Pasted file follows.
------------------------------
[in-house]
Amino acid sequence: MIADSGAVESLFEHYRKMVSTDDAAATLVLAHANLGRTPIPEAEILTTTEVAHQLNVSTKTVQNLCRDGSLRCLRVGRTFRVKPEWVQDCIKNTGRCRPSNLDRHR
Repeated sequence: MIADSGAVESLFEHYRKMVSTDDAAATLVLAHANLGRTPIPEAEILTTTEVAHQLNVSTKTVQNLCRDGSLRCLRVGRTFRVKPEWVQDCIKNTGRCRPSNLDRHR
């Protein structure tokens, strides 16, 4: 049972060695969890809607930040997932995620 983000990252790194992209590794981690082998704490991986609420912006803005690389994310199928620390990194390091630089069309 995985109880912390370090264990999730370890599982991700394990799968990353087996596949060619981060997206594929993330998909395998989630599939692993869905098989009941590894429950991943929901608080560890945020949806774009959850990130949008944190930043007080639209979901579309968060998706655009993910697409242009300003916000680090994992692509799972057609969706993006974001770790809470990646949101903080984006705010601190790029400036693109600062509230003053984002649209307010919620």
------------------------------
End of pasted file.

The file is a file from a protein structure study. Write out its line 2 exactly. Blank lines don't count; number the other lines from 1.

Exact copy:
Amino acid sequence: MIADSGAVESLFEHYRKMVSTDDAAATLVLAHANLGRTPIPEAEILTTTEVAHQLNVSTKTVQNLCRDGSLRCLRVGRTFRVKPEWVQDCIKNTGRCRPSNLDRHR